C-level execs, especially board members, rightfully are becoming more concerned and aware. The rivers of data flowing underneath businesses they run are at legitimate risk. The damage from breaches can run into the hundreds of millions of dollars when totaling the financial impact of what comes with a breach today: customer and activist investor lawsuits, initial and ongoing investigations and the strain on technological and human capital.
In this excerpt from PR News’ Book of Crisis Management Strategies & Tactics, Vol. 8, Ann Marie van den Hurk lists six recommendations for integrating social media into every crisis scenario your brand or client might face.
CEOs of two media agencies owned by U.K.-based WPP are under fire for alleged offensive conduct.
For years it seemed that all their advice fell on very deaf ears, but in recent months, and to a large extent due to the immediacy of social media, more and more major brands have been heeding their advice.
One of the best-known PR lessons for brands is that it’s a good idea to have a crisis plan in place since no organization is immune to a crisis situation, as PR pros have argued repeatedly in these pages. But what can and should brands do when they find themselves in the crosshairs of someone else’s crisis or in a crisis not directly related to them?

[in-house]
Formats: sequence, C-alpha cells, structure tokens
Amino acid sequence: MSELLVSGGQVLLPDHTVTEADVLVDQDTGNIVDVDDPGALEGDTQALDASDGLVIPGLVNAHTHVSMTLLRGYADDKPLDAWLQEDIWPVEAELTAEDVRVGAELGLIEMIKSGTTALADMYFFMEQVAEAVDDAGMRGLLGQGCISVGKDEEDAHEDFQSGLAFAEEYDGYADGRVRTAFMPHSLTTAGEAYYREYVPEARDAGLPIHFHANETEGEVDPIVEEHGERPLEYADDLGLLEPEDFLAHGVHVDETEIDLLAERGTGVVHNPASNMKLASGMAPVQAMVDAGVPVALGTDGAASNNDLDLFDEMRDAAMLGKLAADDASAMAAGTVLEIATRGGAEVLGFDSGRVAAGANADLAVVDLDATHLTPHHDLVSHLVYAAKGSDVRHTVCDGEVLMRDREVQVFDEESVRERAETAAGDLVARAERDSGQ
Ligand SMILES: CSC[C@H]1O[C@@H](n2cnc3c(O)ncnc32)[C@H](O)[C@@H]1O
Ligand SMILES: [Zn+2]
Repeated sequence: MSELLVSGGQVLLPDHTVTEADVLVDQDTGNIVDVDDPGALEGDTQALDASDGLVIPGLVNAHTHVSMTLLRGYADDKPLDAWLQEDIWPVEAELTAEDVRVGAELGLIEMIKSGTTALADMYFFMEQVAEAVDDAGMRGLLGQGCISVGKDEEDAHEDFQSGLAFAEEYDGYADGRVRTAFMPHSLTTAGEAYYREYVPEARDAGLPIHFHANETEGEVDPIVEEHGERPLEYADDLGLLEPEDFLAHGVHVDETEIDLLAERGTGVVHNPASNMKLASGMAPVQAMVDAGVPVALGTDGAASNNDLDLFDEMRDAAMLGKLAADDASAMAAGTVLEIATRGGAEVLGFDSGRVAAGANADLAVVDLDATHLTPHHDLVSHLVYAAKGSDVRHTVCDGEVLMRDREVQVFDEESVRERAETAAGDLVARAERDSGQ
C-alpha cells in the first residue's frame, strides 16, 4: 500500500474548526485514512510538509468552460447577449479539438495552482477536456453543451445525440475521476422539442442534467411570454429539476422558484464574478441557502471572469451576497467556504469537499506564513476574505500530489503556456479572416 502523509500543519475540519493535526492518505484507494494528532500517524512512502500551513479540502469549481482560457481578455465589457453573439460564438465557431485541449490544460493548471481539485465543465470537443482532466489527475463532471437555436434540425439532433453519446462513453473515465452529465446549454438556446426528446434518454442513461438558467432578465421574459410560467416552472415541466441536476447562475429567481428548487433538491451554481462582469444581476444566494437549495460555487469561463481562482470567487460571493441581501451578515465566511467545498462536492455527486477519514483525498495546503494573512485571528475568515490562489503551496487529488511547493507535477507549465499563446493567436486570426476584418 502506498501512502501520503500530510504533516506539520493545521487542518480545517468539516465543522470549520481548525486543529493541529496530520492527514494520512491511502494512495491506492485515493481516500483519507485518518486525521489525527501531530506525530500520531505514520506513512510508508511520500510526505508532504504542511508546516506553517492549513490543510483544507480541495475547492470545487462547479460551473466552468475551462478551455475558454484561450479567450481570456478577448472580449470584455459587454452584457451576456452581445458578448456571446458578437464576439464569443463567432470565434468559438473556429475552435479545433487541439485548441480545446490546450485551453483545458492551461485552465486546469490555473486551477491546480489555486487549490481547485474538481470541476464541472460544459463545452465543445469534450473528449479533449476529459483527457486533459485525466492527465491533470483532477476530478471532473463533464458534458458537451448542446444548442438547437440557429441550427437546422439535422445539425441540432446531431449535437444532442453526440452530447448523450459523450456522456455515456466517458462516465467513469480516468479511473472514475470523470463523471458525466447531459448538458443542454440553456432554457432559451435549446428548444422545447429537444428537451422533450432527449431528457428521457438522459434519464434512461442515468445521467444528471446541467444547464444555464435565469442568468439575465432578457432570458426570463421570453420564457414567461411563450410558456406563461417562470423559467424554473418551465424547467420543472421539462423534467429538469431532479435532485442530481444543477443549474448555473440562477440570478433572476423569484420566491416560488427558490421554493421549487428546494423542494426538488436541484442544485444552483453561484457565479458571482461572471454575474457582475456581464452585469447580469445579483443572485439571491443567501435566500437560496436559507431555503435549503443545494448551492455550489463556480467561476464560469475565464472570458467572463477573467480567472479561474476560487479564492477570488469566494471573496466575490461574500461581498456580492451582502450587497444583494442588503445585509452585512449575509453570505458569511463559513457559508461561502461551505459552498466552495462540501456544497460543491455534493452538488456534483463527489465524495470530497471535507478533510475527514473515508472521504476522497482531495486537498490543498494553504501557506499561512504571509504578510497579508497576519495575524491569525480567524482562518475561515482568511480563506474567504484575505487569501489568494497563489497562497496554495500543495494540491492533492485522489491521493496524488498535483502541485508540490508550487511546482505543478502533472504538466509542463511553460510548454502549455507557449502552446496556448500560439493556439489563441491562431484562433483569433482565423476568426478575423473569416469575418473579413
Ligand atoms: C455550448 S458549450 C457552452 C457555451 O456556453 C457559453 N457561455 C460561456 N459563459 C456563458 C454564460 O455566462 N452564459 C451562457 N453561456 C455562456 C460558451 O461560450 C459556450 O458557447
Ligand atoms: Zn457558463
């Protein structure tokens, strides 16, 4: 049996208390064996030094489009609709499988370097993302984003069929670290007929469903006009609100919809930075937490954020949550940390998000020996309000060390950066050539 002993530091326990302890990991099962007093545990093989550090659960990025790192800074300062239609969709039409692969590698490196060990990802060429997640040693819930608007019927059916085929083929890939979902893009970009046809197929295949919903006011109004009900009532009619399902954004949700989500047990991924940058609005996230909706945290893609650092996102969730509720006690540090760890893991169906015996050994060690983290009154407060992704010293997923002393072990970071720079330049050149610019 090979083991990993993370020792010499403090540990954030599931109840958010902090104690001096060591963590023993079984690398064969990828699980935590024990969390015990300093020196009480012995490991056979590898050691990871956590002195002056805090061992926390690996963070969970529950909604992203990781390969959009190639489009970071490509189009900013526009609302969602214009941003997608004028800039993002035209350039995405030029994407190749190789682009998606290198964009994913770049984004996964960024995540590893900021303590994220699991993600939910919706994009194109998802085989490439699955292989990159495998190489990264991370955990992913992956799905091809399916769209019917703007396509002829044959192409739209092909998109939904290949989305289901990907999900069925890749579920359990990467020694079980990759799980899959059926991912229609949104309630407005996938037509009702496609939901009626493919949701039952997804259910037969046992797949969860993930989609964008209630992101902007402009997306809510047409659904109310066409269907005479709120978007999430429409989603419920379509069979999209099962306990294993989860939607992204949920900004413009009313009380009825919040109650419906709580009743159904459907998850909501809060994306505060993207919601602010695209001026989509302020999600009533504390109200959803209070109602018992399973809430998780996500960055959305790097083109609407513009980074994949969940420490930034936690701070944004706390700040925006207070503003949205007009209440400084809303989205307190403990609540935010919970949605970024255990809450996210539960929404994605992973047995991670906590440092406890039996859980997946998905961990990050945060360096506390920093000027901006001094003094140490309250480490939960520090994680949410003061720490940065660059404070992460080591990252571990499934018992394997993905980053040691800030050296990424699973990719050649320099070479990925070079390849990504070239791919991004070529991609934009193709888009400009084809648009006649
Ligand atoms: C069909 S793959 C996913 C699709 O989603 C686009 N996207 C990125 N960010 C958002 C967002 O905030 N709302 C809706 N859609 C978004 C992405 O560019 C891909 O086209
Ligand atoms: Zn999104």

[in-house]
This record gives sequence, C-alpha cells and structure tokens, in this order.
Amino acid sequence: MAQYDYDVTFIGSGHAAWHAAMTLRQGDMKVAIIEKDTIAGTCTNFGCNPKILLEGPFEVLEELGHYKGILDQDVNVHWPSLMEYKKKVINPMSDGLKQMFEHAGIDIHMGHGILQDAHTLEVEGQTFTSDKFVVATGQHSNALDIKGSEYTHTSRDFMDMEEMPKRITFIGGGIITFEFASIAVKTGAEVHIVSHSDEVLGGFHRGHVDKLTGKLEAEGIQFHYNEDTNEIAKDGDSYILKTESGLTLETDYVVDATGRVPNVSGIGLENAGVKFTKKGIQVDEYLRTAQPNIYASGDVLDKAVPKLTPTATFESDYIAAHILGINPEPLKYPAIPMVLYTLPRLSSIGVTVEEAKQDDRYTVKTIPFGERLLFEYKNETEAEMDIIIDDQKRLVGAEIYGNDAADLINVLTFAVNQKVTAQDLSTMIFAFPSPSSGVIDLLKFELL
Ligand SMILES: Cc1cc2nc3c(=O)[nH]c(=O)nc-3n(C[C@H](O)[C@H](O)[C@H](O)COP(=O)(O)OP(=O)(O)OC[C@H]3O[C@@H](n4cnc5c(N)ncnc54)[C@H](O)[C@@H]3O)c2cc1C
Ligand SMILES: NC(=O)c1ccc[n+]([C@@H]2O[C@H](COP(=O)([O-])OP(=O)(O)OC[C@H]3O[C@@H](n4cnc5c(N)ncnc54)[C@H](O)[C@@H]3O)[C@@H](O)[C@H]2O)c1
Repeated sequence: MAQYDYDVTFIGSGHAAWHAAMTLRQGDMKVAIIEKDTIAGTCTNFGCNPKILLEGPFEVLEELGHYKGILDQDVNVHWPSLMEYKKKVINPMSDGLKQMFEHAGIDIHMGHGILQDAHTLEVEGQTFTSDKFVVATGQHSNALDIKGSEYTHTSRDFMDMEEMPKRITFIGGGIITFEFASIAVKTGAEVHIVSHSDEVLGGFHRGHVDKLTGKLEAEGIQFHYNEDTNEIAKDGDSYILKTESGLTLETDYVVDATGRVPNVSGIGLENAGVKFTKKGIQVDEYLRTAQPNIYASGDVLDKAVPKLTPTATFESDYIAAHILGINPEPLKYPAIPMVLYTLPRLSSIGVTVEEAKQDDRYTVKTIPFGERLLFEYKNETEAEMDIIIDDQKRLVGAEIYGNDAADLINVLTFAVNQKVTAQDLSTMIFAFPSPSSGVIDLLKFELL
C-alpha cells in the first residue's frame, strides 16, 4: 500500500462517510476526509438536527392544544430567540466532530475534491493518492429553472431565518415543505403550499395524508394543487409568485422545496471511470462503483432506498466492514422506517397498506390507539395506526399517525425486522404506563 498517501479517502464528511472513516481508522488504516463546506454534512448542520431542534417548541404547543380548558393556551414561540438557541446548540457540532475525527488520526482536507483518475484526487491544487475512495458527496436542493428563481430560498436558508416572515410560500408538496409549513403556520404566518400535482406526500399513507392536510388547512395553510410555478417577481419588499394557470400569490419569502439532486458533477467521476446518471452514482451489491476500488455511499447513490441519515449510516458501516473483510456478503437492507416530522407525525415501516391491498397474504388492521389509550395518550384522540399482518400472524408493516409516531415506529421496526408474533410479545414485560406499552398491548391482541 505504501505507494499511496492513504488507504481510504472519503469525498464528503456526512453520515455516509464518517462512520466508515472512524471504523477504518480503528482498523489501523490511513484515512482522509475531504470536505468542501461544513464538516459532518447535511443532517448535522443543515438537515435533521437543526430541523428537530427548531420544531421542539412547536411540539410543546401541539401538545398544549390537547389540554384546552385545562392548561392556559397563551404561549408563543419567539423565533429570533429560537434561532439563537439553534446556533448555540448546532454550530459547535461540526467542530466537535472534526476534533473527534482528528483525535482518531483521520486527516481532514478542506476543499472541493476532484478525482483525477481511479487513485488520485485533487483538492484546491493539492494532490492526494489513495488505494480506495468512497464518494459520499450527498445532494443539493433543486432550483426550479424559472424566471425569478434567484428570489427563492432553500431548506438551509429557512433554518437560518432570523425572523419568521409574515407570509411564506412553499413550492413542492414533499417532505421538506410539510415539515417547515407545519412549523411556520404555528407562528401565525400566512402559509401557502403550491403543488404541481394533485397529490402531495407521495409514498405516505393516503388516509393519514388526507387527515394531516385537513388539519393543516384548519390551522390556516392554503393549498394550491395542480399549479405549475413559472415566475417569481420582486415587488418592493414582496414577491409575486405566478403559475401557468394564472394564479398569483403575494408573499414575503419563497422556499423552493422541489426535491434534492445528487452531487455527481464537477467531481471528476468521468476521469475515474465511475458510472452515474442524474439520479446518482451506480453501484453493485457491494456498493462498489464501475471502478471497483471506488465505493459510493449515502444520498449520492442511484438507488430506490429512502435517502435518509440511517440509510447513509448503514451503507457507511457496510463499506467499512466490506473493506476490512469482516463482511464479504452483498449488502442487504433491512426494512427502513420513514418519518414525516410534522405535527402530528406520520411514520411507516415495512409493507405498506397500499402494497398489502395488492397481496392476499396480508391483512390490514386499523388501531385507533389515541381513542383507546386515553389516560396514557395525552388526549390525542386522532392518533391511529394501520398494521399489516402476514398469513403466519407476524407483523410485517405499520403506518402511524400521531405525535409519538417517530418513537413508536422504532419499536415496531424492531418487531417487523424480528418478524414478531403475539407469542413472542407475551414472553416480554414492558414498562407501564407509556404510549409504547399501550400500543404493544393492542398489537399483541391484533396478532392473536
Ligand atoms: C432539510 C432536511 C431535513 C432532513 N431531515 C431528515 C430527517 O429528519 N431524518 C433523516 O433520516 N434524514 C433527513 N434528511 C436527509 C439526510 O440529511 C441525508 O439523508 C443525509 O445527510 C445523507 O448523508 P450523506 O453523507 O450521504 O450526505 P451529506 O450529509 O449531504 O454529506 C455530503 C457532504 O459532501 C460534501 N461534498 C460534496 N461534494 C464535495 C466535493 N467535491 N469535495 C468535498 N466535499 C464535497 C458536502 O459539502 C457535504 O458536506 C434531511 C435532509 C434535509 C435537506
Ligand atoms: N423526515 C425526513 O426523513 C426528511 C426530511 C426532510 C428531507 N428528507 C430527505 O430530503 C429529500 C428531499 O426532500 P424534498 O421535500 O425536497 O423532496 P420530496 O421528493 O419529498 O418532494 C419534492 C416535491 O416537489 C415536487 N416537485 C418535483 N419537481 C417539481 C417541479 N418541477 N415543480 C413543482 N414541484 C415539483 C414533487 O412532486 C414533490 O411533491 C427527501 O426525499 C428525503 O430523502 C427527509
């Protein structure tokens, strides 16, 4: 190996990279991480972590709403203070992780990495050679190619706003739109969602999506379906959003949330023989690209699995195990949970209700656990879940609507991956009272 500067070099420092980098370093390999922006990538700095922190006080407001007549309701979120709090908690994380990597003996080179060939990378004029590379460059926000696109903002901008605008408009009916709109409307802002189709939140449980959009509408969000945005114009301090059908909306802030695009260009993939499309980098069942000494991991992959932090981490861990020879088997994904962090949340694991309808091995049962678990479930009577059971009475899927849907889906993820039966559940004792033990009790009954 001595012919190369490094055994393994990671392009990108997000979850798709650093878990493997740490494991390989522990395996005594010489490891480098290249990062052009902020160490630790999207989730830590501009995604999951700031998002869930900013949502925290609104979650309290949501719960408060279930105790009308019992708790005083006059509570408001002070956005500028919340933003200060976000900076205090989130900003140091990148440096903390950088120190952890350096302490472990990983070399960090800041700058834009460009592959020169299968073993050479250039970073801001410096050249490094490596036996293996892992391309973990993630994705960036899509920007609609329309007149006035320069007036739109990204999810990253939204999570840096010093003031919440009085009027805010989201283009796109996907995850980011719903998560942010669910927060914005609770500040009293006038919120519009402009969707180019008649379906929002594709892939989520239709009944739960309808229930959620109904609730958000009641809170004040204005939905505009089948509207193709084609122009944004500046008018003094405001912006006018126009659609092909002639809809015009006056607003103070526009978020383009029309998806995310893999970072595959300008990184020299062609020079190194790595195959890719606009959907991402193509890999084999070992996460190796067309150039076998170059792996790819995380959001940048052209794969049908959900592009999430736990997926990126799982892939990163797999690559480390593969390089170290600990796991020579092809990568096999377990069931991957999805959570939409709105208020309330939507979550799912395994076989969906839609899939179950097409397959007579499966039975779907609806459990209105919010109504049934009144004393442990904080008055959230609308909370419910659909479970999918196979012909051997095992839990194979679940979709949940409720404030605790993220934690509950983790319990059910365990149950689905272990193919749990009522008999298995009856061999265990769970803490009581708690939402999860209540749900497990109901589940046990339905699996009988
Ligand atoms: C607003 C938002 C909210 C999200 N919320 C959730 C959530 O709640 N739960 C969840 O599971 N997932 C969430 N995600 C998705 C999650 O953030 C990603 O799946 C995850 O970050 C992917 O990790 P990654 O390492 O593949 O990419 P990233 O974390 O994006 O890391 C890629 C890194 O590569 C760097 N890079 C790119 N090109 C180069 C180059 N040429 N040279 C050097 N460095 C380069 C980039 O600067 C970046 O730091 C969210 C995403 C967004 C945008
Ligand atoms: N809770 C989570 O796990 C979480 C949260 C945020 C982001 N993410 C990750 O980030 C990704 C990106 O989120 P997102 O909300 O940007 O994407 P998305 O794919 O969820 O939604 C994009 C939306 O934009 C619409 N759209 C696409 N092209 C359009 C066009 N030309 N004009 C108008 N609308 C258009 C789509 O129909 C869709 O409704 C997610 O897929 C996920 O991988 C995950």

With the Academy Awards dominating the conversation, we thought it would be instructive to see what the heralded film The Martian can teach us about communications. In the film, things go badly quickly for NASA and the agency adds to the crisis by making some communications errors.
In the wake of the Michigan shootings, it didn’t take long for at least one of Uber’s competitors to send a pointed marketing email to its database. Seasoned professional communicators can probably guess what followed. The takeaway for any brand whose competitor is dealing with the death of either employees or customers is to step back, wait and put yourself in the mind-set of the families whose lives have been changed forever.
Apple had to make a choice that would split its audience no matter how they responded to the FBI.
It’s every company’s worst nightmare: Your business is in the news, and not for something good.